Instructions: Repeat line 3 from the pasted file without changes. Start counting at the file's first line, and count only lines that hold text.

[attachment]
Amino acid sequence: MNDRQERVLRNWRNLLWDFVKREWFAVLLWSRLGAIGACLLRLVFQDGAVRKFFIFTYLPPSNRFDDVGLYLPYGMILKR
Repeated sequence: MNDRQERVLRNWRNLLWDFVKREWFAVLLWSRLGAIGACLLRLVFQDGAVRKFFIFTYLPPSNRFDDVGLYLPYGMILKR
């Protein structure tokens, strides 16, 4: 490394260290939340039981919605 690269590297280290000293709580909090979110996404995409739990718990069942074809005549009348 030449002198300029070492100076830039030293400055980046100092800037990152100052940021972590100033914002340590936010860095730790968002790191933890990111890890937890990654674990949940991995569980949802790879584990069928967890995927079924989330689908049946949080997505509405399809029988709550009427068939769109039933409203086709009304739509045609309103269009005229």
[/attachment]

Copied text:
């Protein structure tokens, strides 16, 4: 490394260290939340039981919605 690269590297280290000293709580909090979110996404995409739990718990069942074809005549009348 030449002198300029070492100076830039030293400055980046100092800037990152100052940021972590100033914002340590936010860095730790968002790191933890990111890890937890990654674990949940991995569980949802790879584990069928967890995927079924989330689908049946949080997505509405399809029988709550009427068939769109039933409203086709009304739509045609309103269009005229």